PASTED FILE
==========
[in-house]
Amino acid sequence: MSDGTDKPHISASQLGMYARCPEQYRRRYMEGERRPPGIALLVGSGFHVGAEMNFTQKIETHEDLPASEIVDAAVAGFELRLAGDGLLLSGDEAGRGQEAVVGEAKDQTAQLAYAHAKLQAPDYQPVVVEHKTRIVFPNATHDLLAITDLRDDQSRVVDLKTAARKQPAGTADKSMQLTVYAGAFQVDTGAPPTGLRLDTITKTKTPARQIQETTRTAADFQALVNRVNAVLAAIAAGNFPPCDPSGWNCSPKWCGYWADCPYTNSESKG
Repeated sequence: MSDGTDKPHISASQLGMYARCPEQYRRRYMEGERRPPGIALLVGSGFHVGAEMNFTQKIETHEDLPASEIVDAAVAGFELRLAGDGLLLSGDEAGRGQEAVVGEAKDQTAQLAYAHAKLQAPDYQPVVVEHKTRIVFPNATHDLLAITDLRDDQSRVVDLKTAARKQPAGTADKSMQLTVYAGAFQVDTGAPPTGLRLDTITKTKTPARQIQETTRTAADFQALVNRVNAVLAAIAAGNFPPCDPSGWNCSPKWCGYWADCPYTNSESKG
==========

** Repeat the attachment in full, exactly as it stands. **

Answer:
[in-house]
Amino acid sequence: MSDGTDKPHISASQLGMYARCPEQYRRRYMEGERRPPGIALLVGSGFHVGAEMNFTQKIETHEDLPASEIVDAAVAGFELRLAGDGLLLSGDEAGRGQEAVVGEAKDQTAQLAYAHAKLQAPDYQPVVVEHKTRIVFPNATHDLLAITDLRDDQSRVVDLKTAARKQPAGTADKSMQLTVYAGAFQVDTGAPPTGLRLDTITKTKTPARQIQETTRTAADFQALVNRVNAVLAAIAAGNFPPCDPSGWNCSPKWCGYWADCPYTNSESKG
Repeated sequence: MSDGTDKPHISASQLGMYARCPEQYRRRYMEGERRPPGIALLVGSGFHVGAEMNFTQKIETHEDLPASEIVDAAVAGFELRLAGDGLLLSGDEAGRGQEAVVGEAKDQTAQLAYAHAKLQAPDYQPVVVEHKTRIVFPNATHDLLAITDLRDDQSRVVDLKTAARKQPAGTADKSMQLTVYAGAFQVDTGAPPTGLRLDTITKTKTPARQIQETTRTAADFQALVNRVNAVLAAIAAGNFPPCDPSGWNCSPKWCGYWADCPYTNSESKG